Welcome to May 2019 – 15 songs. Our 15 favourite tracks from this month. Enjoy listening and reading the accompanying descriptions. If you’re in a real rush, skip to the Spotify playlist at the bottom. I promise I won’t cry.
Bedroom – Count to Five
Formed around a largely repetitive piano structure, Bedroom’s first single in five years, ‘Count to Five’ is so intimate it feels like it’s happening just yards away. That if you endeavored to, you could hear his bare feet slapping against the piano pedal just as you can hear him turn off the recorder at the song’s close.
Recorded with fellow Nashville songwriter German Error Message, our recent track-by-track guest, ‘Count to Five’ was written after Noah Kittinger, the IRL name of Bedroom, found himself in a hard place creatively, struggling to finish off any music. German Error Message makes his presence known on ‘Count to Five’, particularly when the shrill noise of a tape fast-forwarding makes its’ entrance.
Layered vocals and marching drums make for a heart-swelling build up before the song caves in on itself leaving Kittinger’s faltering vocals alone, playing off against the discordant tones of his piano. A little wonder.
Big Thief – Betsy
The soundscapes and lyrics on Besty are so vivid, you feel you’re in the song, sat behind the wheel of a black cab, nodding your head passively to Adrianne Lenker’s every whim, ‘drive into New York with me.’ The humans rushing alongside, the traffic lights and the bus stops all appear in a fog, the next one comes along before you’ve even had time to register the last. Lenker’s voice is hidden under a thick layer of gloom, sounding more like Nico than ever before, and the soundscapes are brooding, bloodcurdling even. If there’s one thing ‘Besty’ depicts most, it’s the weather the taxi is providing cover from. Within the song’s structure, you hear a howling wind, the sound of sleet falling slowly on to the road and the passenger window, its presence vanishing almost as instantly as it landed. ‘Betsy’ is fleeting, a journey with no ending, no final destination, kind of like life really. And by god it’s beautiful.
Crake – Glycerin
Leeds group Crake write songs about ‘flora, fauna and the tough stuff’. ‘Glycerin’, the first single from their Dear Natalie EP, is packed with plucky percussion, the verses sounding as if Crake are climbing a rugged mountain, grabbing onto craggy rock after craggy rock. They reach the ascent on the chorus, when Rowan Sandle’s hoarse, faltering vocal is backed by Rob Slater’s haunting, monotone as together they sing “If you see I’m struggling then cast me out of line.” With a shout out from Saddle Creek on Twitter and a support slot with their former signees Big Thief, Crake ain’t coming down that mountain any time soon.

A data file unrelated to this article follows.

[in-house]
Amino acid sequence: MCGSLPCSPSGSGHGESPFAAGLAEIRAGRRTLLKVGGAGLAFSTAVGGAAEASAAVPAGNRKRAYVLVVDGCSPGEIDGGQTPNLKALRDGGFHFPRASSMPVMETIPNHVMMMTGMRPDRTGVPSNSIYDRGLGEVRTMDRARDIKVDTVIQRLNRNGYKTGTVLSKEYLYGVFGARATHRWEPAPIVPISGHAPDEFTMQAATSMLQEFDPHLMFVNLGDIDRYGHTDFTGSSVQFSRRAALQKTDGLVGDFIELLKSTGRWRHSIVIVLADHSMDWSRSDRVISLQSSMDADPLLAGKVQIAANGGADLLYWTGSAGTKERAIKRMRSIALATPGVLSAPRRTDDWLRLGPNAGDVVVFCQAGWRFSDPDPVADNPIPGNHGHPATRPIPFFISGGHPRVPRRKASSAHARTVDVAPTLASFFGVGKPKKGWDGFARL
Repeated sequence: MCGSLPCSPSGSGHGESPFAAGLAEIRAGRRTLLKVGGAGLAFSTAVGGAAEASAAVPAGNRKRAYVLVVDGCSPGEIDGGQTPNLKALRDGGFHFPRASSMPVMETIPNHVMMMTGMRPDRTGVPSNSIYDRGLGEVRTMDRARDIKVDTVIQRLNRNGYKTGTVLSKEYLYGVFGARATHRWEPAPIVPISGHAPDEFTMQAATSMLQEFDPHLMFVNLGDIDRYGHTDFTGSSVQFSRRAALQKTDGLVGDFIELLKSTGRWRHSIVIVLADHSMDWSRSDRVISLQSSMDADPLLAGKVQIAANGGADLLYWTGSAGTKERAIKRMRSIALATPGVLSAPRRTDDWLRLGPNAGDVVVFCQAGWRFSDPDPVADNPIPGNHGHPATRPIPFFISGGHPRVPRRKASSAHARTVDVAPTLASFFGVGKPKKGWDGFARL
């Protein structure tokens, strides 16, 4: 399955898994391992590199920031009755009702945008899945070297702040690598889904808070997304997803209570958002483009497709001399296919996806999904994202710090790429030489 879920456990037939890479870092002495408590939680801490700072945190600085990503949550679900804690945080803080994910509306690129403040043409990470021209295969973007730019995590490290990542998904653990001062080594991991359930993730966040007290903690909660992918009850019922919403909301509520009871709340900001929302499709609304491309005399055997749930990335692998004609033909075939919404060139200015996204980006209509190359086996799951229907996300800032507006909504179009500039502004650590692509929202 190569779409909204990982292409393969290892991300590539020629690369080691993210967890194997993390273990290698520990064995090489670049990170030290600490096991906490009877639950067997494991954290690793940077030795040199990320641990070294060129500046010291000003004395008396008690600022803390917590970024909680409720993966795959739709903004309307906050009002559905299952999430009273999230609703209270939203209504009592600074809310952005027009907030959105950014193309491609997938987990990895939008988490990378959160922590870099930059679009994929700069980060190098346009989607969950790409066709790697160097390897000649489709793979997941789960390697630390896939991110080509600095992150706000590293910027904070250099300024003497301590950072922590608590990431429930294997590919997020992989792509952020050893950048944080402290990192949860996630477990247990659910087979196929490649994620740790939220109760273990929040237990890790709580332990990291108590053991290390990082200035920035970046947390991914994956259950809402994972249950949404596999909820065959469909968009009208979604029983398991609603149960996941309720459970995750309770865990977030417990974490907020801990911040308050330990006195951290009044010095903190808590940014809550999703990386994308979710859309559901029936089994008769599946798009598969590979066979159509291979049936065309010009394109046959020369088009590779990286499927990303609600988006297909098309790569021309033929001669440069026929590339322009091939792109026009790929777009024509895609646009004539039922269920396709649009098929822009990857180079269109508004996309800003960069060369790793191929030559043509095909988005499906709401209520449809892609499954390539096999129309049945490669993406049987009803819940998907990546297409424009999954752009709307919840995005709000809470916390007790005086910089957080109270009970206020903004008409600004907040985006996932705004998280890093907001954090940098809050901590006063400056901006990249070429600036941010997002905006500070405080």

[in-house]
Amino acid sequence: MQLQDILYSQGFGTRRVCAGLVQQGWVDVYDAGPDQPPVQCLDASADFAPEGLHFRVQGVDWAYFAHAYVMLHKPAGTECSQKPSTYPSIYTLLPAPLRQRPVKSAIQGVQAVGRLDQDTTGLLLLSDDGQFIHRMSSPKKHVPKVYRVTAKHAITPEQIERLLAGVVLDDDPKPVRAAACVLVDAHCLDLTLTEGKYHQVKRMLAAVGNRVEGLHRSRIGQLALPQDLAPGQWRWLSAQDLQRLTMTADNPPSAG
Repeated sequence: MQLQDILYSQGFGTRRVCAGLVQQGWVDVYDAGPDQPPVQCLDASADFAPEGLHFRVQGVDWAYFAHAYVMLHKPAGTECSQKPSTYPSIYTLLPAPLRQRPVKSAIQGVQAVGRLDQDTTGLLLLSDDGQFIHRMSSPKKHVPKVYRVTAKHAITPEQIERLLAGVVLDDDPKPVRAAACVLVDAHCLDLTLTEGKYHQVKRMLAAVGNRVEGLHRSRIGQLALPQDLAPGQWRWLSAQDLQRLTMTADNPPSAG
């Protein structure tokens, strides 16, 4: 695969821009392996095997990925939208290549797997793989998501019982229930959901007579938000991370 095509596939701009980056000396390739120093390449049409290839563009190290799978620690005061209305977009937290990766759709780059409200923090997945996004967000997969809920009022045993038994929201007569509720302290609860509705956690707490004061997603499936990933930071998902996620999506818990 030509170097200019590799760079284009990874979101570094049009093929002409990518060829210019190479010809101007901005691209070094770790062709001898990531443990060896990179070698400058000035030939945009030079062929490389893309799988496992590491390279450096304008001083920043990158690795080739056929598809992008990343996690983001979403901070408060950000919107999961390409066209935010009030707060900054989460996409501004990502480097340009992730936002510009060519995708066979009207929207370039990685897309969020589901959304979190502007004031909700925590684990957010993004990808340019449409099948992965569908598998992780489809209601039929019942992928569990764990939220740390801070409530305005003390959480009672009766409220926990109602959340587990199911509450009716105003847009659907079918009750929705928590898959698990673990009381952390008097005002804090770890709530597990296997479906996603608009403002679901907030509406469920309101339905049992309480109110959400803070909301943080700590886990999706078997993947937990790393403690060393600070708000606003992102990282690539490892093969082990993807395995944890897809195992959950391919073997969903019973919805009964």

Crumb – Ghostride
‘Ghostride’, from their forthcoming full-length ‘Jinx’, begins with lead singer Lila Ramani people-watching from the leather upholstery of a taxi backseat – “press my face up closer to the glass, I see the people when they pass, they move so automatic” she muses wryly. In the next scene she’s idling in bed, “Lazy day, I’m so hungry, you melt me like a candle.” Ramani releases these one-liners from a state of malaise, her sardonic tone unknowingly drawing you in.
There’s no end to the story, just a patchwork of occurrences that lead nowhere. Like heirs Jarvis Cocker, Alex Turner and heiresses Frankie Cosmos and Florist, Ramani is a master of observation, accepting of the fact that our life events often have no ending other than the ultimate one.
Dude York – Falling
Our teenage years are spent in a state of total immersion. Love is usually the cause. Consumed completely by our search for love and an overwhelming desire for sex, we’re predisposed to count any shared interest – ordering the same thing from the takeaway, obsessing over the same artist, repeatedly watching the same film – as a sure sign of love.